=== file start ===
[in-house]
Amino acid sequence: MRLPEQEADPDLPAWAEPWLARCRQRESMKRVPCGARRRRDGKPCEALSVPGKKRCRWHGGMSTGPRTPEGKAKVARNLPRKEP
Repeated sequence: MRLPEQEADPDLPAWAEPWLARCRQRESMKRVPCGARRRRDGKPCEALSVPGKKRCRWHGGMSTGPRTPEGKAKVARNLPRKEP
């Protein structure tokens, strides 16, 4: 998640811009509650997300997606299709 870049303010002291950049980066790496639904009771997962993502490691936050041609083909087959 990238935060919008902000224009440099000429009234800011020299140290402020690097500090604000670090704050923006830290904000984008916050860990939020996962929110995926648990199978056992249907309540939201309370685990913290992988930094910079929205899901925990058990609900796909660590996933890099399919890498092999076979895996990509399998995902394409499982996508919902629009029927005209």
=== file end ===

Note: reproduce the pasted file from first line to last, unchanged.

[in-house]
Amino acid sequence: MRLPEQEADPDLPAWAEPWLARCRQRESMKRVPCGARRRRDGKPCEALSVPGKKRCRWHGGMSTGPRTPEGKAKVARNLPRKEP
Repeated sequence: MRLPEQEADPDLPAWAEPWLARCRQRESMKRVPCGARRRRDGKPCEALSVPGKKRCRWHGGMSTGPRTPEGKAKVARNLPRKEP
């Protein structure tokens, strides 16, 4: 998640811009509650997300997606299709 870049303010002291950049980066790496639904009771997962993502490691936050041609083909087959 990238935060919008902000224009440099000429009234800011020299140290402020690097500090604000670090704050923006830290904000984008916050860990939020996962929110995926648990199978056992249907309540939201309370685990913290992988930094910079929205899901925990058990609900796909660590996933890099399919890498092999076979895996990509399998995902394409499982996508919902629009029927005209």